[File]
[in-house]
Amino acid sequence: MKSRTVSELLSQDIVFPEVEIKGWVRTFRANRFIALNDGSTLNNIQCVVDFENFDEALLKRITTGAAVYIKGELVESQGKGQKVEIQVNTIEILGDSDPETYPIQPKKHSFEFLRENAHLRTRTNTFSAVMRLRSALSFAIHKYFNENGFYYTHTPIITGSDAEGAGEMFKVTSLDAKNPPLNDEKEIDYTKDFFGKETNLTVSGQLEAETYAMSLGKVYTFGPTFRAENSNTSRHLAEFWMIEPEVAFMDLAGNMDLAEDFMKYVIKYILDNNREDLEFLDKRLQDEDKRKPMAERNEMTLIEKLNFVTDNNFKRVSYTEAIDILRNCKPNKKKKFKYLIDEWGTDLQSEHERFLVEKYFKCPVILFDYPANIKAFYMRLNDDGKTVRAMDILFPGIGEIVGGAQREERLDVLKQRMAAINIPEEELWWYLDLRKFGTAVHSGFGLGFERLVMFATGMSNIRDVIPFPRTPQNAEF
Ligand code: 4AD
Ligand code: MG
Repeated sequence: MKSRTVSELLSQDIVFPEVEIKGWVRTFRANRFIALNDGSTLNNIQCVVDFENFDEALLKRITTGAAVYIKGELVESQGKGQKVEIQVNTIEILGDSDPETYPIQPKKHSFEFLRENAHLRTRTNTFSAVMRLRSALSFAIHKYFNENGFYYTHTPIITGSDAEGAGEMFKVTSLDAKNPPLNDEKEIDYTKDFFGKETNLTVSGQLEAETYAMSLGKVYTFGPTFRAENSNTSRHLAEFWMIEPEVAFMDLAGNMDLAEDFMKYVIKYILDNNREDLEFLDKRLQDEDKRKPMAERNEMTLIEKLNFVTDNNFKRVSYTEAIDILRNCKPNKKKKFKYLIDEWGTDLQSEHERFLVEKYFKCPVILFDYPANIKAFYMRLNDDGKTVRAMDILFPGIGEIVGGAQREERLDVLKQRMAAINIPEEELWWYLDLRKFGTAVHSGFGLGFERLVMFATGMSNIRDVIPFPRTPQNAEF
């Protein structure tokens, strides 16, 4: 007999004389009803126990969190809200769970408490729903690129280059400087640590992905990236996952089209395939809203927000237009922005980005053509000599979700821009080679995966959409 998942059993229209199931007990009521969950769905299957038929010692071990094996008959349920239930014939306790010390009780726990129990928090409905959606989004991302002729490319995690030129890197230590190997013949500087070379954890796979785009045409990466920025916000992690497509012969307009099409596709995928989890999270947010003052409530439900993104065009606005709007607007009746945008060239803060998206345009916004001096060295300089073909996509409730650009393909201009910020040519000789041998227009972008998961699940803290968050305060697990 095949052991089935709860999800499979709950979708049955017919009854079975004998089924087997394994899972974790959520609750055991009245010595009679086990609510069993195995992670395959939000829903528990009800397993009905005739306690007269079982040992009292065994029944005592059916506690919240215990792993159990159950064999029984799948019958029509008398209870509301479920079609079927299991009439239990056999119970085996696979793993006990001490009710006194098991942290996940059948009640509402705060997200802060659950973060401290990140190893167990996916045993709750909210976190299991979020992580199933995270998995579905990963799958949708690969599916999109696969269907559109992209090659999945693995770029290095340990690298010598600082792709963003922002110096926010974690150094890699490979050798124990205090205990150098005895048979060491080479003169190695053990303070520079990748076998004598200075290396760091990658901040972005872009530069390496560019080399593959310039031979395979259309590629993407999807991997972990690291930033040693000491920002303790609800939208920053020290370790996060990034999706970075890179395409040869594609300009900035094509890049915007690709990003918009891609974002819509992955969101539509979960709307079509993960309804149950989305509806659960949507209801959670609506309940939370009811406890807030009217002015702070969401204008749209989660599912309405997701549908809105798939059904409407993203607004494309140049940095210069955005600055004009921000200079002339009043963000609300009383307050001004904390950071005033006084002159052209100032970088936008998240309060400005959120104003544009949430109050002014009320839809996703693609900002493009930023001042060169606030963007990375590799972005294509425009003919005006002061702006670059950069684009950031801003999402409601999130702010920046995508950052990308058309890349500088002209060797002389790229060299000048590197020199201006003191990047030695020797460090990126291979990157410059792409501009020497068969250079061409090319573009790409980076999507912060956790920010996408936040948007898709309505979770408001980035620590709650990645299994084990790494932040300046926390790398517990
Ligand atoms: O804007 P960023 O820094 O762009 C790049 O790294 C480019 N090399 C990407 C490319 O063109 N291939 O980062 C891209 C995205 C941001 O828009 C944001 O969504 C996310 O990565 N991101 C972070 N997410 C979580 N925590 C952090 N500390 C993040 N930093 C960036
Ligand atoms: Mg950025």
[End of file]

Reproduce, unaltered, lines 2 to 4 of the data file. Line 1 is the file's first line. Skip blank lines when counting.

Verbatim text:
Amino acid sequence: MKSRTVSELLSQDIVFPEVEIKGWVRTFRANRFIALNDGSTLNNIQCVVDFENFDEALLKRITTGAAVYIKGELVESQGKGQKVEIQVNTIEILGDSDPETYPIQPKKHSFEFLRENAHLRTRTNTFSAVMRLRSALSFAIHKYFNENGFYYTHTPIITGSDAEGAGEMFKVTSLDAKNPPLNDEKEIDYTKDFFGKETNLTVSGQLEAETYAMSLGKVYTFGPTFRAENSNTSRHLAEFWMIEPEVAFMDLAGNMDLAEDFMKYVIKYILDNNREDLEFLDKRLQDEDKRKPMAERNEMTLIEKLNFVTDNNFKRVSYTEAIDILRNCKPNKKKKFKYLIDEWGTDLQSEHERFLVEKYFKCPVILFDYPANIKAFYMRLNDDGKTVRAMDILFPGIGEIVGGAQREERLDVLKQRMAAINIPEEELWWYLDLRKFGTAVHSGFGLGFERLVMFATGMSNIRDVIPFPRTPQNAEF
Ligand code: 4AD
Ligand code: MG